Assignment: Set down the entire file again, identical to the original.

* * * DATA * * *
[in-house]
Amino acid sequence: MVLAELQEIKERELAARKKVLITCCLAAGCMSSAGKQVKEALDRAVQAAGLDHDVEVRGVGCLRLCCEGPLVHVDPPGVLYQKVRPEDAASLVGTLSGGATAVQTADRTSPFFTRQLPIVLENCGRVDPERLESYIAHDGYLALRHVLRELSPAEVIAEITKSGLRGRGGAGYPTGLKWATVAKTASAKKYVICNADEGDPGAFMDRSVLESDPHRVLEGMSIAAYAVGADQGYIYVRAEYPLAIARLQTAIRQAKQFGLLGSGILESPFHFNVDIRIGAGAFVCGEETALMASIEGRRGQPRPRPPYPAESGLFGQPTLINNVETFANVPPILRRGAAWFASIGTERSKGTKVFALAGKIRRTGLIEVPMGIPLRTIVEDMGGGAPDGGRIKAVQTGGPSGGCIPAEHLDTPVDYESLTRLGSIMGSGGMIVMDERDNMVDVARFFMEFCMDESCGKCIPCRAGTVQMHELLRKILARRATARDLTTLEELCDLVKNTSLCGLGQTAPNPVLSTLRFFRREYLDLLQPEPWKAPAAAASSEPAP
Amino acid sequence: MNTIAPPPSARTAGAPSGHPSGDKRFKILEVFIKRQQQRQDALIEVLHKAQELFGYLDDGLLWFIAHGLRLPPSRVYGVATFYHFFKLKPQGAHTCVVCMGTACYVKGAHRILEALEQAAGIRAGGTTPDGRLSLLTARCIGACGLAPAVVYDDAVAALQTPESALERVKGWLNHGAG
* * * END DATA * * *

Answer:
[in-house]
Amino acid sequence: MVLAELQEIKERELAARKKVLITCCLAAGCMSSAGKQVKEALDRAVQAAGLDHDVEVRGVGCLRLCCEGPLVHVDPPGVLYQKVRPEDAASLVGTLSGGATAVQTADRTSPFFTRQLPIVLENCGRVDPERLESYIAHDGYLALRHVLRELSPAEVIAEITKSGLRGRGGAGYPTGLKWATVAKTASAKKYVICNADEGDPGAFMDRSVLESDPHRVLEGMSIAAYAVGADQGYIYVRAEYPLAIARLQTAIRQAKQFGLLGSGILESPFHFNVDIRIGAGAFVCGEETALMASIEGRRGQPRPRPPYPAESGLFGQPTLINNVETFANVPPILRRGAAWFASIGTERSKGTKVFALAGKIRRTGLIEVPMGIPLRTIVEDMGGGAPDGGRIKAVQTGGPSGGCIPAEHLDTPVDYESLTRLGSIMGSGGMIVMDERDNMVDVARFFMEFCMDESCGKCIPCRAGTVQMHELLRKILARRATARDLTTLEELCDLVKNTSLCGLGQTAPNPVLSTLRFFRREYLDLLQPEPWKAPAAAASSEPAP
Amino acid sequence: MNTIAPPPSARTAGAPSGHPSGDKRFKILEVFIKRQQQRQDALIEVLHKAQELFGYLDDGLLWFIAHGLRLPPSRVYGVATFYHFFKLKPQGAHTCVVCMGTACYVKGAHRILEALEQAAGIRAGGTTPDGRLSLLTARCIGACGLAPAVVYDDAVAALQTPESALERVKGWLNHGAG